The Disaster Monitoring Constellation (DMC) consists of Algerian, Nigerian, Turkish, British and Chinese remote sensing satellites constructed by Surrey Satellite Technology Ltd (SSTL) and operated by DMC International Imaging. The main aim of this constellation is disaster relief under the International Charter for Space and Major Disasters. DMC Earth imagery is used for a variety of civil applications by a variety of governments. Idle imaging capacity is utilized for commercial purposes.
Below are the sensors which form part of this constellation:
Out of these UK-DMC, Nigeriasat-1, and Alsat-1 have been retired. New Satellite have been launched under DMC-2 constellation named as Nigeriasat-2 and UK-DMC2. The primary imaging payload on-board these satellites is the SLIM-6 class imager built by SSTL UK. The design of the SLIM-6 class imagers provides a 3 spectral bands.
The spectral band selection for the DMC spacecrafts was deliberately chosen to be equivalent to that of the SPOT HRV multi-spectral imagers and bands 2, 3 and 4 of the LANDSAT Thematic Mapper.
Previous satellites have used these bands in a multitude of application areas from land-use classification, crop yield assessments and vegetation stress monitoring, to burn scar mapping, urban growth modeling and insect threat assessment. However, the unique combination of high-swath, medium-spatial resolution and high-temporal resolution of the DMC opens up a new range of application areas: The system is found to be ideal for monitoring the development of fire risk over very short temporal scales using a combination of scene-derived vegetation indices, classification maps and external thermal data.
SLIM – 6 Sensor Specifications
|Sensor||Eastman Kodak KLI-10203|
|Number of Detectors = 10,2243|
|Detector Size = 7.0 µm x 7.0 µm|
|Data Capture = 11-bit|
|Lens||Schneider Apo-Componon HM 150mm focal length, f/6.3|
|Focal length = 150.9 mm|
|F-number = f/6.3|
|iFoV (Instantaneous Field of View)||46.388×10-6 rad = 0.00266° = 9.568 arc sec|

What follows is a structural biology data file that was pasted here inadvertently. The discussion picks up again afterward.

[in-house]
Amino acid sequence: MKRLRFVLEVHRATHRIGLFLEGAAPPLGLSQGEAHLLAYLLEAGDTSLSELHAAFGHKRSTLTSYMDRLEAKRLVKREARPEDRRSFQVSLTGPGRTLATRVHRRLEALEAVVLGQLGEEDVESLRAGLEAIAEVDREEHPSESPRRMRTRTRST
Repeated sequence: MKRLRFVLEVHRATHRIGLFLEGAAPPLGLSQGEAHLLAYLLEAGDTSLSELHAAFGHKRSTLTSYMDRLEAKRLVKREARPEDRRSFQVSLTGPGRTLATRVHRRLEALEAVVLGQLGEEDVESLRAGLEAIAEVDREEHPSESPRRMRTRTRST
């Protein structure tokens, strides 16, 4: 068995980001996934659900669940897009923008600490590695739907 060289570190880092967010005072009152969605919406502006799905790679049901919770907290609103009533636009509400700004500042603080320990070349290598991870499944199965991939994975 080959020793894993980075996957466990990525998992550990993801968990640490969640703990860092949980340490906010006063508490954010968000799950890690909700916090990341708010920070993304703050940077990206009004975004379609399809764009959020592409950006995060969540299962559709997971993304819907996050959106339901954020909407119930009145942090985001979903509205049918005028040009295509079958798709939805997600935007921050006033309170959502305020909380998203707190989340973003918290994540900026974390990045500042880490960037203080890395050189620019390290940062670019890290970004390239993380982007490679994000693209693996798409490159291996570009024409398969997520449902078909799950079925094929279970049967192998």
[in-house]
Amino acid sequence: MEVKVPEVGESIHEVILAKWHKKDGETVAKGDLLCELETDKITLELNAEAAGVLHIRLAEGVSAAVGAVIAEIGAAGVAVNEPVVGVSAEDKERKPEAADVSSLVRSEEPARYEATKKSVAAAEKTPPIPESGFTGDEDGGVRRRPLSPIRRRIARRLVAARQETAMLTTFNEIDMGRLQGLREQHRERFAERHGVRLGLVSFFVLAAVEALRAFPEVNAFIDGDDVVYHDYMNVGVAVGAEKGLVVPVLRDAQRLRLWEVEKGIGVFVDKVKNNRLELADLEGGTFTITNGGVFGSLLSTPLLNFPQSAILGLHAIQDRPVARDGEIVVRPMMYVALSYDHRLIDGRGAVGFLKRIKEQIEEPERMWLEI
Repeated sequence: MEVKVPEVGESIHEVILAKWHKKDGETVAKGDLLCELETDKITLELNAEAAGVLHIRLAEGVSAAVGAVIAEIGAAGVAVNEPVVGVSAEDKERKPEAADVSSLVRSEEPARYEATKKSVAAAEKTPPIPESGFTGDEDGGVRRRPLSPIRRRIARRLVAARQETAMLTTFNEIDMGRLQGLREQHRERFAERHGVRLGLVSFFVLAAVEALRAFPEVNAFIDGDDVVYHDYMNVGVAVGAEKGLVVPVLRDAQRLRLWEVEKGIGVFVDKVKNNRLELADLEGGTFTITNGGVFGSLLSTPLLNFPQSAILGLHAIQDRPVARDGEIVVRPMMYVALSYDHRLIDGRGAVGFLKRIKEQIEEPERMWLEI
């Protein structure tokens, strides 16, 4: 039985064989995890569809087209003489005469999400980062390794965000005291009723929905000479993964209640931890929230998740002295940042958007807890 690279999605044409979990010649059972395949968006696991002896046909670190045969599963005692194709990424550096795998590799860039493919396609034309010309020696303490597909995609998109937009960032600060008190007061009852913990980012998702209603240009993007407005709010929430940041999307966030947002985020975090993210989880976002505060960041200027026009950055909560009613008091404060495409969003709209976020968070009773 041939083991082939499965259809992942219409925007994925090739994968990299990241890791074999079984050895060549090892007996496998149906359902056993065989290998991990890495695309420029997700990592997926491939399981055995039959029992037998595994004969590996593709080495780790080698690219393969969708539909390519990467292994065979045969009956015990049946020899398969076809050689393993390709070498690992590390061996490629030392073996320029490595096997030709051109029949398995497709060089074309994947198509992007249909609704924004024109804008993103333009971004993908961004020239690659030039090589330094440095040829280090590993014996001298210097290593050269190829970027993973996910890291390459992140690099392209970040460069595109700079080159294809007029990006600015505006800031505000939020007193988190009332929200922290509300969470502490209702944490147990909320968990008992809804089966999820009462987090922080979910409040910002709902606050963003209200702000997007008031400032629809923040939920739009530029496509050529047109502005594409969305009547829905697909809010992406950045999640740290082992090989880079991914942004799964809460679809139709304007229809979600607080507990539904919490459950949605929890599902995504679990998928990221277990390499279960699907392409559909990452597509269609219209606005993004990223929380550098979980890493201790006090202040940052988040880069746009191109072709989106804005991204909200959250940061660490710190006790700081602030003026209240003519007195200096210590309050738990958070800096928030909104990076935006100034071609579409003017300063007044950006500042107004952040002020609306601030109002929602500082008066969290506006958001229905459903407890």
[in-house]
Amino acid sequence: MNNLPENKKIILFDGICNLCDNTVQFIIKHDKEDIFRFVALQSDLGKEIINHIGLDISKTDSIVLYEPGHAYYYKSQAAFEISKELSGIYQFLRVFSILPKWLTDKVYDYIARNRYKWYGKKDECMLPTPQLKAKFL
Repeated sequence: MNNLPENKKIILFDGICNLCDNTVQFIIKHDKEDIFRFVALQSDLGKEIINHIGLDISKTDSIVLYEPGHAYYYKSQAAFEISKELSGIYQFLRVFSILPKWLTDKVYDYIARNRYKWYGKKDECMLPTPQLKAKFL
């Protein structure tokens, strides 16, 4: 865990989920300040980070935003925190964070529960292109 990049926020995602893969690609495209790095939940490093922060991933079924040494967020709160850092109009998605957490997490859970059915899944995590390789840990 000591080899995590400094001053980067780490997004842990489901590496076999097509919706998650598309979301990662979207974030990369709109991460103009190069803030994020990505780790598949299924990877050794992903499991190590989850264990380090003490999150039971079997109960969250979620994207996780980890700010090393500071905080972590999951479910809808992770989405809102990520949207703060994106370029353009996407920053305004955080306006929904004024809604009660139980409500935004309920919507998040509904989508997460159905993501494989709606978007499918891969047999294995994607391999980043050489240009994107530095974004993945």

|GSD||31.822 meter at nadir|
|Red: 0.63 – 0.69 μm (Equivalent to Landsat ETM+ 3)|
|Green: 0.52 – 0.60 μm (Equivalent to Landsat ETM+ 2)|
SLIM–6–22 Sensor Specifications
|Sensor||Eastman Kodak KLI-14403 Linear CCD:|
|Number of Detectors = 14,436|
|Detector Size = 5.0 µm x 5.0 µm|
|Data Capture = 14-bit|
|Lens||Custom designed double Gaussian derivative lens|
|Focal length = 155.9 mm|
|F-number = f/53|
|iFoV (Instantaneous Field of View)||32.1×10-6 rad = 0.00184° = 6.62 arc sec|
|GSD||22.001 meter at nadir|
|Spectral Bands||NIR: 0.77 - 0.90 µm (Equivalent to Landsat ETM+ 4)|
|Red: 0.63 – 0.69 µm (Equivalent to Landsat ETM+ 3)|
|Green: 0.52 – 0.60 µm (Equivalent to Landsat ETM+ 2)|
The daily revisit and flexible image format of the DMC proved invaluable in obtaining timely image data following the October 2003 floods in Vietnam. Erosion due to flooding/hydrology was also monitored in Nigeria and Morocco. Following the 2004 Asian tsunami, the DMC was able to quickly image the coastlines of the affected countries and map out the damage caused.
Fire monitoring and automatic fire scar evaluation has also proven to be viable, with particularly impressive results following forest fires in Alaska, Algeria and Nigeria. For the Alaskan fire, we estimated a burn-scar area of 5,007 acres based on DMC imagery. This was in good agreement with the US Geological Survey estimate of 5,600 acres based on ground samples.
DMC image data was compared to that from SPOT 5 and LANDSAT to determine the feasibility of automatic land-use classification for agriculture and urbanisation studies. It was found that the DMC images gave the same results as LANDSAT. DMC data has already found application in agricultural monitoring, urban development mapping, geological and hydrological mapping.